I hope y’all got a good night sleep, cause today is going to be a busy day. Here’s a quick snap of what happened why you were slumbering:

Futures trading: Dow off 375, S&P500 off 53, Nasdaq off 55; Oil is down to $95, Gold up $15.

Morning Headlines

Lehman Files for Biggest Bankruptcy as Suitors Balk (Bloomberg) 
Ultimatum by Paulson Sparked Frantic End  (WSJ)

What, No Lehman Aid?  (Newsweek)

• ‘Tectonic’ Shift on Wall Street as Lehman Fails, Merrill Sold  (Bloomberg)

After Frantic Day, Wall St. Banks Falter (NYT)
Lehman plans to file for bankruptcy protection (Marketwatch)

Wall Street crisis: Is this the death knell for derivatives? (Guardian)
The Japan Lesson: U.S. Must Own Up To Its Bank Crisis (WSJ)

Federal Reserve Offers No Cash but Loosens Standards on Emergency Loans  (NYT)

Banks roll out $70 billion loan program (AP/Yahoo)
World’s biggest banks join forces (FT)

Where’s The Ref? (Forbes)
Lehman’s dying hours (Fortune)
Financial turmoil as top bank collapses (CNN)
Fed Expands Lending Facilities in Bid for Stability (WSJ)
LEHMAN’S CARCASS RIPE FOR PICKING (NY Post)

5 Days of Pressure, Fear and Ultimately, Failure (NYT)

A.I.G. Seeks $40 Billion in Fed Aid to Survive (NYT Dealbook)
Jittery Road Ahead (NYT) 
Bank of America to Buy Merrill for $50 Billion as Crisis Widens (Bloomberg) 
Goldman, Morgan Grasp at Bitter Prize (WSJ)

China Cuts 1-Year Lending Rate; Reduces Lending Curb (Bloomberg) 
Banks Fear Next Move by Shorts (NYT)
A Chaotic Sunday Opens Wall Street’s Week (WSJ)

~~~

Intrade now has futures trading where you can bet on what US Bank will fail next; Incidentally, the US also has a similar financial mechanism — they are called Puts.

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Related Blog Posts
Data Factoid: Securities Industry Employment  (Infectious Greed)
WaMu Failure Could Trigger Extension of Deposit Guarantees (Naked Capitalism)
Greenspan’s Black Swan (iTulip)

A Sunday Without a Bailout? How Novel ! (Big Picture)

Investing in Financial Stocks is Tough (Aleph Blog)

Is a Volatility ETF a Good Idea?  (Condor Options)

The end of banking as we know it – and another US rate cut  (Eurointelligence)

Disaster in the Derivatives Market Redux (Financial Armegeddon)   

Why Lehman Brothers Is Not Bear Stearns (MarketBeat)

Fed’s PDCF, TSLF Pawnshop Limits Increased; Section 23A Rules Violated (Global EconomicTrend Analysis) 
Lehman 2007 Bonuses? (Credit Slips)

If Lehman collapses expect a run on all of the other broker dealers and the collapse of the shadow banking system (RGE)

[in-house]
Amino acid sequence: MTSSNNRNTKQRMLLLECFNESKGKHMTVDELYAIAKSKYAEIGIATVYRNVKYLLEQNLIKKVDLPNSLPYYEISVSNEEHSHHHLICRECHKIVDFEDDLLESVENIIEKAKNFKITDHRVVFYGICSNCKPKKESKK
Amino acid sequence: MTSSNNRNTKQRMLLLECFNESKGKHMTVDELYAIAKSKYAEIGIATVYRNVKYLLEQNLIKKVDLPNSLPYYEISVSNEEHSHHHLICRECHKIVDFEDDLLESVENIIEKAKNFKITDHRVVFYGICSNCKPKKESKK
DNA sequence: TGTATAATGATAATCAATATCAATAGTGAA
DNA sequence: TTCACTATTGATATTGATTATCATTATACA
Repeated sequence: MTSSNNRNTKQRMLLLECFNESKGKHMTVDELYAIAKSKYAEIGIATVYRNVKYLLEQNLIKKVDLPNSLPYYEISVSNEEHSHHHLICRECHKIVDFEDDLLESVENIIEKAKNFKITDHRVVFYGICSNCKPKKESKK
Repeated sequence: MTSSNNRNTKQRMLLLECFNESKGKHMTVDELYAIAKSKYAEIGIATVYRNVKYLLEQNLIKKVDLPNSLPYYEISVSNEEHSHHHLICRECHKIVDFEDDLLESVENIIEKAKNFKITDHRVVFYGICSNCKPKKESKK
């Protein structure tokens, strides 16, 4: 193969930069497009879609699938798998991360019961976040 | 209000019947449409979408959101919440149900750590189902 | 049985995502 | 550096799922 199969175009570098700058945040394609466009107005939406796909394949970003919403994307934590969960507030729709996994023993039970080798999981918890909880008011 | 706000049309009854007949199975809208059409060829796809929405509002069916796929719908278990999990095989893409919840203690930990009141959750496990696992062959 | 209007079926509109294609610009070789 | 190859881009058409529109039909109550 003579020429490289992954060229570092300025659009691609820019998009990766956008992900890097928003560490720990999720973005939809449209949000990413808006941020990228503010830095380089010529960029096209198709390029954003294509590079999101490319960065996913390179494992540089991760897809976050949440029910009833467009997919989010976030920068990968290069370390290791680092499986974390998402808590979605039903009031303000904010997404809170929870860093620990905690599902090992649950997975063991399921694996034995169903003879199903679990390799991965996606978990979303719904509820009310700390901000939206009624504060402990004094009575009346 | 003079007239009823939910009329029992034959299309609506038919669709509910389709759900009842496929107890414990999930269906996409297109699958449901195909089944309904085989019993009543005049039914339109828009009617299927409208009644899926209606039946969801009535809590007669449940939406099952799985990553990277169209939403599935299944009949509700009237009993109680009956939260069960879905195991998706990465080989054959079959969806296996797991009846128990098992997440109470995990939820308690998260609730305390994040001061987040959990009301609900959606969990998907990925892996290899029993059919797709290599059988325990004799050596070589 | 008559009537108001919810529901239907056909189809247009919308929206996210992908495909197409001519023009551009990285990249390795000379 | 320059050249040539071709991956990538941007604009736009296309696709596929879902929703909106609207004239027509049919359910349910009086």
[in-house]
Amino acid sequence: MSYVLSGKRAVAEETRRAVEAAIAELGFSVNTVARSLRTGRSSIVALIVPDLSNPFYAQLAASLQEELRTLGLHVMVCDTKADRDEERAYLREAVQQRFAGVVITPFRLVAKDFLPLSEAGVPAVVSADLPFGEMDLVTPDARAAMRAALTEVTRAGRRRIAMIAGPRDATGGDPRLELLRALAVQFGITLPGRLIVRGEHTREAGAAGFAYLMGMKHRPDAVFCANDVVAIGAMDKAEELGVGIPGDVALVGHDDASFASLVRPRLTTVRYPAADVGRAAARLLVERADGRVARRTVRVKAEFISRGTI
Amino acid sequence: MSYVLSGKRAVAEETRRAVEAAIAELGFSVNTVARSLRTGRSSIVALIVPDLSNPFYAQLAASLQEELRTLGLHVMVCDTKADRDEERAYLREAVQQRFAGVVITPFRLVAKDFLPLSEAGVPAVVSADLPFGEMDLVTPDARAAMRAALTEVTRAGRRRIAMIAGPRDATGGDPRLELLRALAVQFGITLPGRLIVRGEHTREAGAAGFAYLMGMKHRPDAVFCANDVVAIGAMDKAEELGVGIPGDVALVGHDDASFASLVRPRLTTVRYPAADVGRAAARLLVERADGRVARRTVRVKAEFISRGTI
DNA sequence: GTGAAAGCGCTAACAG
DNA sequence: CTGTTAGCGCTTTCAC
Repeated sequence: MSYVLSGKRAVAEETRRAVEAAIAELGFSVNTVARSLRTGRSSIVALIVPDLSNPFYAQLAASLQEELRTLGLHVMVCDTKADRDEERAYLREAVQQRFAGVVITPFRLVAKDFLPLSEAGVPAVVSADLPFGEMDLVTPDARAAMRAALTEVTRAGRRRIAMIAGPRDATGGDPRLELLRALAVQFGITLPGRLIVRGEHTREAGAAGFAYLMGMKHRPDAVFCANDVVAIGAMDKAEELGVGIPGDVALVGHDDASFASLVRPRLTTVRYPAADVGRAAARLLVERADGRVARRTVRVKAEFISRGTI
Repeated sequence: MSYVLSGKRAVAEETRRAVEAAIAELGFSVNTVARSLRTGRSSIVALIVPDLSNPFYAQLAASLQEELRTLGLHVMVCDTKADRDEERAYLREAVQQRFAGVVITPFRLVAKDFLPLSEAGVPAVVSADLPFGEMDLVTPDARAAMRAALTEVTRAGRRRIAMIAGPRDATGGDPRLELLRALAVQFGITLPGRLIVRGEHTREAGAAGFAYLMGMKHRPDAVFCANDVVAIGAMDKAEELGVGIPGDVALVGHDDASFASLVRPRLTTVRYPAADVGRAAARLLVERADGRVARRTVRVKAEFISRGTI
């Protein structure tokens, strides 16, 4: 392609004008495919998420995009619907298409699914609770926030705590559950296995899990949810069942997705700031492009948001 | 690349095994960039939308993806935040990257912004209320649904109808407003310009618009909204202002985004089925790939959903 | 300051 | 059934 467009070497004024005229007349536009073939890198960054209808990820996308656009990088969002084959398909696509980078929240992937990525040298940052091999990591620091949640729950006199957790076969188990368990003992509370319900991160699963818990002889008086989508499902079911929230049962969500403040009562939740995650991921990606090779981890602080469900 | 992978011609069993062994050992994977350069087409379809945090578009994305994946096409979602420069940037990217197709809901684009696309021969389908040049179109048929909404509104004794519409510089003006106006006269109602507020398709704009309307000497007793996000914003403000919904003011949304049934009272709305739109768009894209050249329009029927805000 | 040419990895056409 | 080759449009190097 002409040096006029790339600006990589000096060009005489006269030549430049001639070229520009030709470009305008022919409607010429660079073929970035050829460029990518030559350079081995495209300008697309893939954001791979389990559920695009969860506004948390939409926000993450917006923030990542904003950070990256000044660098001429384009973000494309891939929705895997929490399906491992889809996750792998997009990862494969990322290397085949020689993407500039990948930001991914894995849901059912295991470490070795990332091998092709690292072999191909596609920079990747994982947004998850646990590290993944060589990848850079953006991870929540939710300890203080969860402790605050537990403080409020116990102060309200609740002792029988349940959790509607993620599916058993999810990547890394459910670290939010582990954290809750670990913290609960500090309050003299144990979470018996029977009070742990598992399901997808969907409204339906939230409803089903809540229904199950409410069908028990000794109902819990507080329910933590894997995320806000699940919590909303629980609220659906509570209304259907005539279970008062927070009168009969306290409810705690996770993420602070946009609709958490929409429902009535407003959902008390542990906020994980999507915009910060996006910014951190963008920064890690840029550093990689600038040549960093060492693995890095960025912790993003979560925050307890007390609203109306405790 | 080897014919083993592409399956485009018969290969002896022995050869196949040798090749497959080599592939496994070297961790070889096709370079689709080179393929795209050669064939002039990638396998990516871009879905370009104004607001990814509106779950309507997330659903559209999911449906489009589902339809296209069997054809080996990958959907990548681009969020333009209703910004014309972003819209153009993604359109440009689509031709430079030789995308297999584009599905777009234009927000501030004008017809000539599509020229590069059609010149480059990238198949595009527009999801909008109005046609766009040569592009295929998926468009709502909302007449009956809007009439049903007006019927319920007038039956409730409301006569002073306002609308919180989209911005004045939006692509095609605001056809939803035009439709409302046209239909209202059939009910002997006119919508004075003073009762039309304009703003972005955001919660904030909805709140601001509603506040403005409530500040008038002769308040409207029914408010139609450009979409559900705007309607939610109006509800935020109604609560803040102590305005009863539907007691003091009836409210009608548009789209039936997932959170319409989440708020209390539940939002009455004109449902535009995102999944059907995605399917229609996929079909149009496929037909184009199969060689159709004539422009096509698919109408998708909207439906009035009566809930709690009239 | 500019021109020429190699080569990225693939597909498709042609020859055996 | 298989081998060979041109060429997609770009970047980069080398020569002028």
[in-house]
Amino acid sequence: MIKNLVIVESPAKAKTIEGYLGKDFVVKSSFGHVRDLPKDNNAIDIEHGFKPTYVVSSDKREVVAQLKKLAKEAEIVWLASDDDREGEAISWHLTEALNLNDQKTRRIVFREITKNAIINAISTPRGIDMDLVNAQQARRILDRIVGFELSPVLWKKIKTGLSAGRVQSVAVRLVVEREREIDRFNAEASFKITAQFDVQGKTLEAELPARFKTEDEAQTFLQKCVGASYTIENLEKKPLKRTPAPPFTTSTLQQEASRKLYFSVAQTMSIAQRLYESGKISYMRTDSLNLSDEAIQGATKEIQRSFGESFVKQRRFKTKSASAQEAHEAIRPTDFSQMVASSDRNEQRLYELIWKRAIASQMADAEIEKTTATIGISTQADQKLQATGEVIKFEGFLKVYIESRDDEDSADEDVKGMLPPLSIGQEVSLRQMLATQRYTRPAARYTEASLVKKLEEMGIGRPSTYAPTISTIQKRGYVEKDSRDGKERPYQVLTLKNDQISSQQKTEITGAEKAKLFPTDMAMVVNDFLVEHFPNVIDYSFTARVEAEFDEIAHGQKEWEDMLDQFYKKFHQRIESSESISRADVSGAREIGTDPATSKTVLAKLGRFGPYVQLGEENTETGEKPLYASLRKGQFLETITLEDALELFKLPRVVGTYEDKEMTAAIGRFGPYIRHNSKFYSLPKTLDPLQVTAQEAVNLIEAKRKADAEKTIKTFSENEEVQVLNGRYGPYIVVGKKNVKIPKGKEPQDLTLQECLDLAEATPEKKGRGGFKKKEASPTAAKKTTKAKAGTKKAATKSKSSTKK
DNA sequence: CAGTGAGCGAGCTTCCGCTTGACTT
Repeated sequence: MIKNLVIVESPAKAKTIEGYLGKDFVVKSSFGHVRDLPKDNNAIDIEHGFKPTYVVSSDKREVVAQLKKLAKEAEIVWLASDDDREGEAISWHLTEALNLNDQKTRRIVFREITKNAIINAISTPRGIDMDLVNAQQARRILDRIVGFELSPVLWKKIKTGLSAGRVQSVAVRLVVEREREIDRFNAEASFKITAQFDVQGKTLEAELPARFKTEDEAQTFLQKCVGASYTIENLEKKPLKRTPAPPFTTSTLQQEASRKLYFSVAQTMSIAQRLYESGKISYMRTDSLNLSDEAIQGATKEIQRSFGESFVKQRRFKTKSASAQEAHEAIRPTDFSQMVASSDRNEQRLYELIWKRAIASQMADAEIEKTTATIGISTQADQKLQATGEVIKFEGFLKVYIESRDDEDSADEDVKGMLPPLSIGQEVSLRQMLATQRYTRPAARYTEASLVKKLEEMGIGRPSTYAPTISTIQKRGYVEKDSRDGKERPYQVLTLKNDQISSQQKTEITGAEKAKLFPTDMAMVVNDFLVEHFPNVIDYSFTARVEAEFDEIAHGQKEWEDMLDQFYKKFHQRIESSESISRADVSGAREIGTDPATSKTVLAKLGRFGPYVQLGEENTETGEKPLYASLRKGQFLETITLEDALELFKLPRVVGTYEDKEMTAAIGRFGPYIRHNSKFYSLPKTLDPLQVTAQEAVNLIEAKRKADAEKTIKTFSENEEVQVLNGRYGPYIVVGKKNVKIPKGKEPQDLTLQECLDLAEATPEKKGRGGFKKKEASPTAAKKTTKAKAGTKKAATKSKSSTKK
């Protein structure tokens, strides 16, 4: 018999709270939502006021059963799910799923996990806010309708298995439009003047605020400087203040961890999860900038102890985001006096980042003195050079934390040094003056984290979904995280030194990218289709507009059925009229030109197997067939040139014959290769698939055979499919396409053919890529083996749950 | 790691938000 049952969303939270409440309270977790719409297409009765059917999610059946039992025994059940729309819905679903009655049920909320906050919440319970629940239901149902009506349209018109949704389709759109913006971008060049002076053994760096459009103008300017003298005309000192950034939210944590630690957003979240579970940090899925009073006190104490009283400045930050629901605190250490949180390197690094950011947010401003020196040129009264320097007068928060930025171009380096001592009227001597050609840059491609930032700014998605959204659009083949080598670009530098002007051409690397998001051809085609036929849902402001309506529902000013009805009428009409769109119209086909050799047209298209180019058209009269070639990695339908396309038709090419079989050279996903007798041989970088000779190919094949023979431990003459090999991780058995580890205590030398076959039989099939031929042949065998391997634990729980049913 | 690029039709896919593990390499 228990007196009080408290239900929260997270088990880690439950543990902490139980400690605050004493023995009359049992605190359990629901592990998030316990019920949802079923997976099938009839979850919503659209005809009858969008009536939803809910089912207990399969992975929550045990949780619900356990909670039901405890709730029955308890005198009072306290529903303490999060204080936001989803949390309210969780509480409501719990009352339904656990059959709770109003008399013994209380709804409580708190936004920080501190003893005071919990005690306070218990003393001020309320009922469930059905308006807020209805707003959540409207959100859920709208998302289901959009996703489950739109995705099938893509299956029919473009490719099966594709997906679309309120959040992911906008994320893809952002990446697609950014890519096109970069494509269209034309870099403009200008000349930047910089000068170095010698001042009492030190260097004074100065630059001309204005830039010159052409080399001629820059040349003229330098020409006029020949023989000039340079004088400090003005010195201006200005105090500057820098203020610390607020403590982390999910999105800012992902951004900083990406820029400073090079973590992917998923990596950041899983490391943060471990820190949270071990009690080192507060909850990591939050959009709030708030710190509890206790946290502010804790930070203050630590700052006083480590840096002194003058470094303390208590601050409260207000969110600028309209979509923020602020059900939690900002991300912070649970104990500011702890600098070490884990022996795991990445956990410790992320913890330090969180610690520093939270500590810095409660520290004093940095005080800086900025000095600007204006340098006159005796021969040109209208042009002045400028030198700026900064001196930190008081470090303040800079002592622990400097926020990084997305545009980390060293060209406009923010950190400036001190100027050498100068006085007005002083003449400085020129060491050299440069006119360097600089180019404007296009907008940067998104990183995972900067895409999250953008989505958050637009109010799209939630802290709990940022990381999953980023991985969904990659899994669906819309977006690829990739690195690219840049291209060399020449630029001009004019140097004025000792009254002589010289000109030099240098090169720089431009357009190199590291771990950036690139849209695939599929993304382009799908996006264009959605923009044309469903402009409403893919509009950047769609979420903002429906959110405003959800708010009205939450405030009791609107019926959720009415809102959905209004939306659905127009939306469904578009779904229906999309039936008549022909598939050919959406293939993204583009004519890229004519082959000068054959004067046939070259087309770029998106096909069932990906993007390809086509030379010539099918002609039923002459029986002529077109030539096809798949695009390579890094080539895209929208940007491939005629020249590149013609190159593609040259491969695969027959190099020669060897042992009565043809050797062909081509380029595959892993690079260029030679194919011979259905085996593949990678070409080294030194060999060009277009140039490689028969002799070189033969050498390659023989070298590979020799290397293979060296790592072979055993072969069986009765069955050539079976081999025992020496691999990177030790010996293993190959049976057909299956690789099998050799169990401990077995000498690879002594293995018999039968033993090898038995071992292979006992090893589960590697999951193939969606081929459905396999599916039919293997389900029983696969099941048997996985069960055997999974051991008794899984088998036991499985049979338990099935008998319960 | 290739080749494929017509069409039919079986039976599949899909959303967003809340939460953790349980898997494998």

Blame the Short-Sellers  (Infectious Greed)

How Washington Failed to Rein In Fannie, Freddie (Big Picture)

Category: Bailouts, Corporate Management, Credit, Financial Press

Please use the comments to demonstrate your own ignorance, unfamiliarity with empirical data and lack of respect for scientific knowledge. Be sure to create straw men and argue against things I have neither said nor implied. If you could repeat previously discredited memes or steer the conversation into irrelevant, off topic discussions, it would be appreciated. Lastly, kindly forgo all civility in your discourse . . . you are, after all, anonymous.

20 Responses to “Morning News Dump”

  1. peter Ibsen says:

    how can the sp500 only be down some 20% when we have had so many banks go bellyup… This weekend almost 3 large banks went under,, (leh) and AIG, MER ( the latter were “saved”. last week. FRE, FNM… Whats up with sp500. How can it only be down small 20%..

  2. dblwyo says:

    Seem to recall Luskin participating in MSN’s Strategy Lab back around ’02/’03 and basing his entire strategy around some top-down macro analysis that was very ill-grounded and ill-thought. He argued that we’d get a quick recovery which would rapidly drive up l.t. rates and rode is error into a disaster. That was conventional wisdom but didn’t fit the data or the underlying dynamics. The famous ‘conundrum’ problem where worldwide liquidity and (as we now know) a below par recovery kept demand for funds below supply and kept rates down. He doesn’t seem to have gotten any more willing to face facts and re-think now than then. ONe has to wonder how he survives.